AS MILLIONS of Hong Kongers prepare to hand out packets stuffed with cash to mark the lunar new year, the hottest envelopes are coming from an unlikely source: global investment banks.
The red packets, often embossed with gold or signs from the Chinese zodiac, are in huge demand on a vibrant secondary market even though banks give them away for free. This year’s design from UBS Group AG is commanding the highest price, selling for more than HK$10 ($1.30) per envelope on Facebook Marketplace and Carousell Pte. That’s more than 50% above second-ranked Credit Suisse Group AG and almost triple the price being paid for those from local rival HSBC Holdings Plc.
Red envelopes containing cash are an annual tradition across much of Asia as a way to bring good luck for the upcoming year of the tiger. Known as laisee in Cantonese and hongbao in Mandarin, they are handed out to everyone from colleagues and customers to friends and family. Designs can take months to evolve with banks often including classic emblems like flowers and goldfish. The ritual is taken so seriously that the final layout usually requires approval from the top executive ranks.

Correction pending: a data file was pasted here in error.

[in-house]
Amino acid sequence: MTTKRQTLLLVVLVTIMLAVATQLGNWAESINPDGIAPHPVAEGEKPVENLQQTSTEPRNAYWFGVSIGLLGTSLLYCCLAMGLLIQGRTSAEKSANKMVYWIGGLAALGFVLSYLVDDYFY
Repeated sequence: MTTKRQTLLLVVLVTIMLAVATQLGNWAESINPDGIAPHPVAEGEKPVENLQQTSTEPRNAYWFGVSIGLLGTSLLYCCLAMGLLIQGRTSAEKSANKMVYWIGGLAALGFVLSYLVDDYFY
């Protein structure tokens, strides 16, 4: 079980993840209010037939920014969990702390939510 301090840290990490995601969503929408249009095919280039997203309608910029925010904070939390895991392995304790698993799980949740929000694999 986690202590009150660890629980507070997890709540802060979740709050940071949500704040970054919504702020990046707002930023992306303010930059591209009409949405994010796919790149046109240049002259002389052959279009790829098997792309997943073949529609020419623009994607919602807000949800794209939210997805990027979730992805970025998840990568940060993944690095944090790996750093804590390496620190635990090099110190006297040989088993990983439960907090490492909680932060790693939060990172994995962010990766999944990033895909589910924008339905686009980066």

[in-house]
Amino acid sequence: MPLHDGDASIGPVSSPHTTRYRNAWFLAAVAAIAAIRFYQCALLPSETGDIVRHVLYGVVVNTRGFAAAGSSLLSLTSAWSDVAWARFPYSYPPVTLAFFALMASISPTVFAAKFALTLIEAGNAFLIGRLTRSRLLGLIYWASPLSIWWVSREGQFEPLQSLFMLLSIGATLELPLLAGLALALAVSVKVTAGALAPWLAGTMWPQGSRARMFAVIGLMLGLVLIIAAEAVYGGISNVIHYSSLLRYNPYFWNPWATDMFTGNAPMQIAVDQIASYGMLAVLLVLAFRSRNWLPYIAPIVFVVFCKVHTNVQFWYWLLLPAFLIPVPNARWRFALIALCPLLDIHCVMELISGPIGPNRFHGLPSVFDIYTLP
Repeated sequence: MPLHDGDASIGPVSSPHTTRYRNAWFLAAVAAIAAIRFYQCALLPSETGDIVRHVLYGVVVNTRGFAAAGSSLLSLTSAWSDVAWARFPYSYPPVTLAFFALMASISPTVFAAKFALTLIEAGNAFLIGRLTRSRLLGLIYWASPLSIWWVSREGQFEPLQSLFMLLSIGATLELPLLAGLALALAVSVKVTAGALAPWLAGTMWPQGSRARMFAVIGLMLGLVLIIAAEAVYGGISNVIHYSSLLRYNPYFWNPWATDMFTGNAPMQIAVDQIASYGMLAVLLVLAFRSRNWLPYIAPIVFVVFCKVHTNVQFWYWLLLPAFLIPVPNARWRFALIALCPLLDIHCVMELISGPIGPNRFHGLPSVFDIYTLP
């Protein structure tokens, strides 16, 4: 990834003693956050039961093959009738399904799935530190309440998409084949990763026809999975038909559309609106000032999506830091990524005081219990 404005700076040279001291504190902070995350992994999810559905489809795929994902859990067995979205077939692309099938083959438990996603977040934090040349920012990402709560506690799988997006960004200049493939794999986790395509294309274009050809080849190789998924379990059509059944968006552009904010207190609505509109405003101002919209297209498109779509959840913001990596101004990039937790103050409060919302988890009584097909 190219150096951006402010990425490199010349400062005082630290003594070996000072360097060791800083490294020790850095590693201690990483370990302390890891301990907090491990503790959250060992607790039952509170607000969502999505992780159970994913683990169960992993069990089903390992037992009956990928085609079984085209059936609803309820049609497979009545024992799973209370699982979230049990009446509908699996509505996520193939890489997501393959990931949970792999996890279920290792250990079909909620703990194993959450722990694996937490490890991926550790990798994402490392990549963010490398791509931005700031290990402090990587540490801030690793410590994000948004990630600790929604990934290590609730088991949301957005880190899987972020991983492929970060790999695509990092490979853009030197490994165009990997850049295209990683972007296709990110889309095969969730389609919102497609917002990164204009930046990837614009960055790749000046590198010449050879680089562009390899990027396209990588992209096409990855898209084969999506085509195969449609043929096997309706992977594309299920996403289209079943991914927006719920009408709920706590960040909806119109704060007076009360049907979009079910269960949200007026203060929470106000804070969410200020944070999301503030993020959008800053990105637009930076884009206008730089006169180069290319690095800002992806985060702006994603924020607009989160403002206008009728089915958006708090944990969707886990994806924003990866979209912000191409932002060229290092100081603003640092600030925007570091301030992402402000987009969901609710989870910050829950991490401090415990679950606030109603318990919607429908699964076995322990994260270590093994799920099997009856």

Zodiac symbols, such as the tiger used by Credit Suisse, are even more attractive for collectors because they only come around once every 12 years. Hong Kong companies are estimated to spend as much as HK$300 million ($38.5 million) annually on red packet printing.
While the era of electronic payments has seen the rise of so-called e-laisee, giving out delicately designed paper envelopes remains part of a decades-long practice to pay respect to local customs. Close to 7,000 packet listings were created in the first half of January, double the pace of the year earlier, said Kevin Huang, managing director of Carousell Hong Kong in an email response. The most popular bank searches were for UBS, HSBC and DBS Group Holdings Ltd.
Most buyers online are purchasing them as keepsakes. Saby Cheng, a buyer and seller on Carousell, said she has been collecting banks’ packets for at least four years. While she expected the branded items’ price to rise over the time, she kept most of them and would only resell the surplus.
Spokespeople for UBS, Credit Suisse, Goldman Sachs Group Inc., Deutsche Bank AG, DBS and Morgan Stanley declined to comment while representatives of HSBC and BNP Paribas SA didn’t respond to requests for comment. — Bloomberg